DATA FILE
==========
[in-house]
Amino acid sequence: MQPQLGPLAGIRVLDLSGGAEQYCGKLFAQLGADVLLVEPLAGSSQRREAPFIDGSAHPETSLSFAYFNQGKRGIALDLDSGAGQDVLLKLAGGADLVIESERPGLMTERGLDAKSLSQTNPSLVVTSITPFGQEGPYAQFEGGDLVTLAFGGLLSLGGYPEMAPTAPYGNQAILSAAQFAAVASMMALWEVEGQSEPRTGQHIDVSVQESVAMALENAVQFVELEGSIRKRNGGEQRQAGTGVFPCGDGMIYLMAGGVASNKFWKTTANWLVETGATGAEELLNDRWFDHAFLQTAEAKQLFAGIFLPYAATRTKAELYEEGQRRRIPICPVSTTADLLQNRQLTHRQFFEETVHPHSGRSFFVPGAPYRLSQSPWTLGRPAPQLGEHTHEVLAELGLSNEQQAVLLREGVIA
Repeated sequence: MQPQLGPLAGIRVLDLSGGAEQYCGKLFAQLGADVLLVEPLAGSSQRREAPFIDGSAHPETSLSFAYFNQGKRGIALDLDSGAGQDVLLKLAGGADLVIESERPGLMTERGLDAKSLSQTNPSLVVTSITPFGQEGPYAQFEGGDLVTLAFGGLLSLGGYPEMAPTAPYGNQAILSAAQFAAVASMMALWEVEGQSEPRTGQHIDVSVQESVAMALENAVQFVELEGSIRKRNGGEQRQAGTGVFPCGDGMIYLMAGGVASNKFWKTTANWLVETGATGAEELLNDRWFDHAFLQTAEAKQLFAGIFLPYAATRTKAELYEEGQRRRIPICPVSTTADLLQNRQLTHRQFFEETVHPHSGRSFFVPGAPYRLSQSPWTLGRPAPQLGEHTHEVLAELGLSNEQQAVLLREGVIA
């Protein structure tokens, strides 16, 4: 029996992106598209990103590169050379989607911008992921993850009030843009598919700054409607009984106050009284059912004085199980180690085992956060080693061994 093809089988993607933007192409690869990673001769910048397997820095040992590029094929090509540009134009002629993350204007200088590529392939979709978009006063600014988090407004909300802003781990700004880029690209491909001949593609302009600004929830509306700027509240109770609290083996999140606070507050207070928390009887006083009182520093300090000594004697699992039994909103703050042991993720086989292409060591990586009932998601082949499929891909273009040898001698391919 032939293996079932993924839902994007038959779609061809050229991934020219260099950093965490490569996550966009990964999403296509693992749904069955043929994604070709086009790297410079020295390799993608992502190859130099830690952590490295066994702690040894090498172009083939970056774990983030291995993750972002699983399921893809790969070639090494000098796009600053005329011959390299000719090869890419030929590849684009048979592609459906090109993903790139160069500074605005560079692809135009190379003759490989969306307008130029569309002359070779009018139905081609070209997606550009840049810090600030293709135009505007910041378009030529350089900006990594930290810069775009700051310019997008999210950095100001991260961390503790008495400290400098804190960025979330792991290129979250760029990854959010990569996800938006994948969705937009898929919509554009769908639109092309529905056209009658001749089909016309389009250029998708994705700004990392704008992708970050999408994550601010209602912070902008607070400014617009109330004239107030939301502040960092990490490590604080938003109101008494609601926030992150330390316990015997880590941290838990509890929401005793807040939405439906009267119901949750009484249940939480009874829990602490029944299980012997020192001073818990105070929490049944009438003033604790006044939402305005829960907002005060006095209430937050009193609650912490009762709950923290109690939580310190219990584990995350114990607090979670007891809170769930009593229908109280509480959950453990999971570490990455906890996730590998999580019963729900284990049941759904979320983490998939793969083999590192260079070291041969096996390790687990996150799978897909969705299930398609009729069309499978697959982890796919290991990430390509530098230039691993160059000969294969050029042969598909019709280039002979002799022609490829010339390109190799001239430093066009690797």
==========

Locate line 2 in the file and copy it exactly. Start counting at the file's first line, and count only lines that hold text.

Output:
Amino acid sequence: MQPQLGPLAGIRVLDLSGGAEQYCGKLFAQLGADVLLVEPLAGSSQRREAPFIDGSAHPETSLSFAYFNQGKRGIALDLDSGAGQDVLLKLAGGADLVIESERPGLMTERGLDAKSLSQTNPSLVVTSITPFGQEGPYAQFEGGDLVTLAFGGLLSLGGYPEMAPTAPYGNQAILSAAQFAAVASMMALWEVEGQSEPRTGQHIDVSVQESVAMALENAVQFVELEGSIRKRNGGEQRQAGTGVFPCGDGMIYLMAGGVASNKFWKTTANWLVETGATGAEELLNDRWFDHAFLQTAEAKQLFAGIFLPYAATRTKAELYEEGQRRRIPICPVSTTADLLQNRQLTHRQFFEETVHPHSGRSFFVPGAPYRLSQSPWTLGRPAPQLGEHTHEVLAELGLSNEQQAVLLREGVIA